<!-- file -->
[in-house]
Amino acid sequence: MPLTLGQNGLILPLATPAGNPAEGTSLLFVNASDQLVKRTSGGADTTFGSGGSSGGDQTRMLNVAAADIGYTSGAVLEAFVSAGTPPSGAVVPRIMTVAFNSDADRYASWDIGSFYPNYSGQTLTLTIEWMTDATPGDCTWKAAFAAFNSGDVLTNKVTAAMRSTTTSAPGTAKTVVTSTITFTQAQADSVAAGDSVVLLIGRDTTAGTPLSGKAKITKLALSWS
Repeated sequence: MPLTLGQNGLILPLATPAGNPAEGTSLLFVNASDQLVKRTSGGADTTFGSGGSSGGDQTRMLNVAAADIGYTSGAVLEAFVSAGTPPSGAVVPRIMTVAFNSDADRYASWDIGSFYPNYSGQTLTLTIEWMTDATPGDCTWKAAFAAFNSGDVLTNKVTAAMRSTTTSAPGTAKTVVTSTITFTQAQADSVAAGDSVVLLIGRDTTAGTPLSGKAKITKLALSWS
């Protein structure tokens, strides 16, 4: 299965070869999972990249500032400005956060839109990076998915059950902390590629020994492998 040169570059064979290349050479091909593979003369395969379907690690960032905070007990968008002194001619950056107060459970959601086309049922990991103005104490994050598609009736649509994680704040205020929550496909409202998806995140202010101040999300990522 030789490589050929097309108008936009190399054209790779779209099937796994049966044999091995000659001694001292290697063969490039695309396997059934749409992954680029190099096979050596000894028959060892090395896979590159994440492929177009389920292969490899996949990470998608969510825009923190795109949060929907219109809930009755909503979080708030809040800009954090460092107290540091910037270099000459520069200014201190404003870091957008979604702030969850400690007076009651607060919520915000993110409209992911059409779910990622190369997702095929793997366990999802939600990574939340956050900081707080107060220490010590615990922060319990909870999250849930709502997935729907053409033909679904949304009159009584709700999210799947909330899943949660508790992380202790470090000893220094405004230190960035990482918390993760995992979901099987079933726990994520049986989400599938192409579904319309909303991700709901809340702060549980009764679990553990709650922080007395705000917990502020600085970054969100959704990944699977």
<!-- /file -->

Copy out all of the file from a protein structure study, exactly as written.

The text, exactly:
[in-house]
Amino acid sequence: MPLTLGQNGLILPLATPAGNPAEGTSLLFVNASDQLVKRTSGGADTTFGSGGSSGGDQTRMLNVAAADIGYTSGAVLEAFVSAGTPPSGAVVPRIMTVAFNSDADRYASWDIGSFYPNYSGQTLTLTIEWMTDATPGDCTWKAAFAAFNSGDVLTNKVTAAMRSTTTSAPGTAKTVVTSTITFTQAQADSVAAGDSVVLLIGRDTTAGTPLSGKAKITKLALSWS
Repeated sequence: MPLTLGQNGLILPLATPAGNPAEGTSLLFVNASDQLVKRTSGGADTTFGSGGSSGGDQTRMLNVAAADIGYTSGAVLEAFVSAGTPPSGAVVPRIMTVAFNSDADRYASWDIGSFYPNYSGQTLTLTIEWMTDATPGDCTWKAAFAAFNSGDVLTNKVTAAMRSTTTSAPGTAKTVVTSTITFTQAQADSVAAGDSVVLLIGRDTTAGTPLSGKAKITKLALSWS
């Protein structure tokens, strides 16, 4: 299965070869999972990249500032400005956060839109990076998915059950902390590629020994492998 040169570059064979290349050479091909593979003369395969379907690690960032905070007990968008002194001619950056107060459970959601086309049922990991103005104490994050598609009736649509994680704040205020929550496909409202998806995140202010101040999300990522 030789490589050929097309108008936009190399054209790779779209099937796994049966044999091995000659001694001292290697063969490039695309396997059934749409992954680029190099096979050596000894028959060892090395896979590159994440492929177009389920292969490899996949990470998608969510825009923190795109949060929907219109809930009755909503979080708030809040800009954090460092107290540091910037270099000459520069200014201190404003870091957008979604702030969850400690007076009651607060919520915000993110409209992911059409779910990622190369997702095929793997366990999802939600990574939340956050900081707080107060220490010590615990922060319990909870999250849930709502997935729907053409033909679904949304009159009584709700999210799947909330899943949660508790992380202790470090000893220094405004230190960035990482918390993760995992979901099987079933726990994520049986989400599938192409579904319309909303991700709901809340702060549980009764679990553990709650922080007395705000917990502020600085970054969100959704990944699977």